I'm also self funding Martin as are a lot of the others out there (I hadn't even counted my AAT membership fees - if I want to keep up the CPD then it's a cost we will have to bear annually) and I suppose we really appreciate excellent tutors when we find them are they are as rare as hens teeth, so we fight their corner against all comers. We are on the Forum to support, encourage and learn from each other. I will bend over backwards to help anyone IF I can and I will stand up for those I believe in. Seeing someone succeed is thanks enough if we have played one tiny part in helping them on their way - even if our help was only in the form of encouragement and supportive words.
    Thanks for your nice comment above. I'm sure you are a decent bloke too who just commented in the heat of a moment. I guess you didn't expect the repercussions which followed.
    We'll draw a line under this now shall we and move on? Friends support friends.
  • SandyHood
    SandyHood Font Of All Knowledge Registered, Moderator Posts: 2,034
    I am most encouraged to see the accountancy part of accountancy student has come to the fore.

    I am most fortunate that my classes are almost completely made up of ambitious young men and women (including Kay among the young ladies) who are working as accountants in one way or another and study to further their careers.

    I speak to other lecturers at events organised by AAT, and find that their classes can sometimes be dominated by students who have chosen to study accountancy. This would be where the student part of accountancy student may come to the fore.

    Ultimately the things we study on AAT or ACCA/CIMA/ICAEW etc are not going to be as fun as a lot of adult education courses can offer but they do need to be relevant to the work accountants do.

    I'd probably include a spreadsheet test if I was recruiting new accountancy staff, the AAT exam is not fantastically difficult but it provides evidence that is relevant for many of the jobs level 3 AAT students apply for. I don't think any other single unit achieves that. Certainly IRR and NPV would not normally be given to accountants until they are in much higher level jobs.

    So lots of credit to Kay, Mark and Martin for bringing sensible accountancy points into a discussion about a matter that may have become one sided (and all the weaker for it) had it been students of another subject considering how much they should pay to sit an exam.
    Sandy
    [email protected]
    www.sandyhood.com
  • KaySarah
    KaySarah Well-Known Registered Posts: 215
    SandyHood wrote: »
    I am most encouraged to see the accountancy part of accountancy student has come to the fore.

    I am most fortunate that my classes are almost completely made up of ambitious young men and women (including Kay among the young ladies) who are working as accountants in one way or another and study to further their careers.

    I speak to other lecturers at events organised by AAT, and find that their classes can sometimes be dominated by students who have chosen to study accountancy. This would be where the student part of accountancy student may come to the fore.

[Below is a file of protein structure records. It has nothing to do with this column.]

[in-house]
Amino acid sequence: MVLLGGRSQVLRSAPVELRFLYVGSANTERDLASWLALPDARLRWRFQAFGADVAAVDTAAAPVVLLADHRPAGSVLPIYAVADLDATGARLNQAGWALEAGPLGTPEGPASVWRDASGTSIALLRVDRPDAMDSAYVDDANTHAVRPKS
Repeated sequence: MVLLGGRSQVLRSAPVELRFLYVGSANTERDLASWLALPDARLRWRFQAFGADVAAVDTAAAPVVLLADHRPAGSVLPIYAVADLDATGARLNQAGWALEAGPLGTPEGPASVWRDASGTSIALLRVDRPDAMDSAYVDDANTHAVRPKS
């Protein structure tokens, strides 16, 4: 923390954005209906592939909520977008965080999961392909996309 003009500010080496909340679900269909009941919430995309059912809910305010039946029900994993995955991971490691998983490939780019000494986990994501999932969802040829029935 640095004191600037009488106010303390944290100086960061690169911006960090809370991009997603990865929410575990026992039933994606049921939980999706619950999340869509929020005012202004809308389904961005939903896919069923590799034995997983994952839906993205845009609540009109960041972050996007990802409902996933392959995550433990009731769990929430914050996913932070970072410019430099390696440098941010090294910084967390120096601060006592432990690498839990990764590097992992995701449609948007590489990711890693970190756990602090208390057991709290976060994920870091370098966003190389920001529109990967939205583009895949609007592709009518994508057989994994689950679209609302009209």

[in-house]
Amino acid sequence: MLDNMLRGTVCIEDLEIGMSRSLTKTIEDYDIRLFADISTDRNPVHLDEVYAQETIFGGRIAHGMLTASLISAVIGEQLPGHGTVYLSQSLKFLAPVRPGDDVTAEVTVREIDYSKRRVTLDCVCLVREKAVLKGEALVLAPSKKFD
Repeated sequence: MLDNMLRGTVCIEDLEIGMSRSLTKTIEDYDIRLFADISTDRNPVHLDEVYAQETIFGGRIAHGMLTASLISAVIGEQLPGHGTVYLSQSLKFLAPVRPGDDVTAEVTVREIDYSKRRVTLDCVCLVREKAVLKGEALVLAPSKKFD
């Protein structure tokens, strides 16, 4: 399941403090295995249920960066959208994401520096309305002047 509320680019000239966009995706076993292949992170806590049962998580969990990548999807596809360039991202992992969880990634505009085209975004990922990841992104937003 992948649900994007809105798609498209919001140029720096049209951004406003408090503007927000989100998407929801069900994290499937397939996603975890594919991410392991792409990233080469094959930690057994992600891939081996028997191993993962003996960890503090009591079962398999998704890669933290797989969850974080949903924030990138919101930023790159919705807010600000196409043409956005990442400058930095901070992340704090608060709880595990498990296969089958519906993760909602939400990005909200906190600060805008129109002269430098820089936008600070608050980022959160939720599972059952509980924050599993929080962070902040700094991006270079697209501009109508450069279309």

Ultimately the things we study on AAT or ACCA/CIMA/ICAEW etc are not going to be as fun as a lot of adult education courses can offer but they do need to be relevant to the work accountants do.

    I'd probably include a spreadsheet test if I was recruiting new accountancy staff, the AAT exam is not fantastically difficult but it provides evidence that is relevant for many of the jobs level 3 AAT students apply for. I don't think any other single unit achieves that. Certainly IRR and NPV would not normally be given to accountants until they are in much higher level jobs.

    So lots of credit to Kay, Mark and Martin for bringing sensible accountancy points into a discussion about a matter that may have become one sided (and all the weaker for it) had it been students of another subject considering how much they should pay to sit an exam.

    Thank you Sandy for your belief in me and your support. Thanks also to Mark, Martin, Coojee and others for their repartee and input. It shows we at least pay attention and are open to discussion.
  • SandyHood
    SandyHood Font Of All Knowledge Registered, Moderator Posts: 2,034
    Kay
    Thank you
    And thank you for putting Coojee's name on your post
    She is brilliant and I really should have included her in mine
    The Eagle students are most fortunate to have such a super tutor
    Sandy
    [email protected]
    www.sandyhood.com
  • Julietteb
    Julietteb Settling In Nicely Registered Posts: 26
    I am in the same boat, self funding etc. And work in a completely unrelated field. I was just buying the books for level 3 as I never used the tutor support, however I had booked the spreadsheet exam and as a result of this thread contacted them to say I had only bought the books. I have now had to purchase the distance learning module and to be honest probably won't even open the box as I have the books! Lesson learnt and I don't begrudge the fact that the tutors need an additional fee for marking, maybe it should be made clearer though